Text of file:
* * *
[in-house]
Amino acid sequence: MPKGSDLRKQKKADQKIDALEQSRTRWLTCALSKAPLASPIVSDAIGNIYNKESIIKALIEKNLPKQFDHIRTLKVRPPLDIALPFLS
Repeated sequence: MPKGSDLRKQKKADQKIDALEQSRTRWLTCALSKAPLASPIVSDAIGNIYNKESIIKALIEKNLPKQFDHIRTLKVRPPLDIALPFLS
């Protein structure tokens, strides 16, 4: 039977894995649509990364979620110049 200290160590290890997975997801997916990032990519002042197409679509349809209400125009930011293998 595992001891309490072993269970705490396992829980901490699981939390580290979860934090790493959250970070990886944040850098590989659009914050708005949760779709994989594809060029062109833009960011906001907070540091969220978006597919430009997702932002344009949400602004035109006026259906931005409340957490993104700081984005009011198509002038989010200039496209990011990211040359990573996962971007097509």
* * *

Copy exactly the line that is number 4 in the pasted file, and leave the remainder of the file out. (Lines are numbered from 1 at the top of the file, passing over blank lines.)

């Protein structure tokens, strides 16, 4: 039977894995649509990364979620110049 200290160590290890997975997801997916990032990519002042197409679509349809209400125009930011293998 595992001891309490072993269970705490396992829980901490699981939390580290979860934090790493959250970070990886944040850098590989659009914050708005949760779709994989594809060029062109833009960011906001907070540091969220978006597919430009997702932002344009949400602004035109006026259906931005409340957490993104700081984005009011198509002038989010200039496209990011990211040359990573996962971007097509």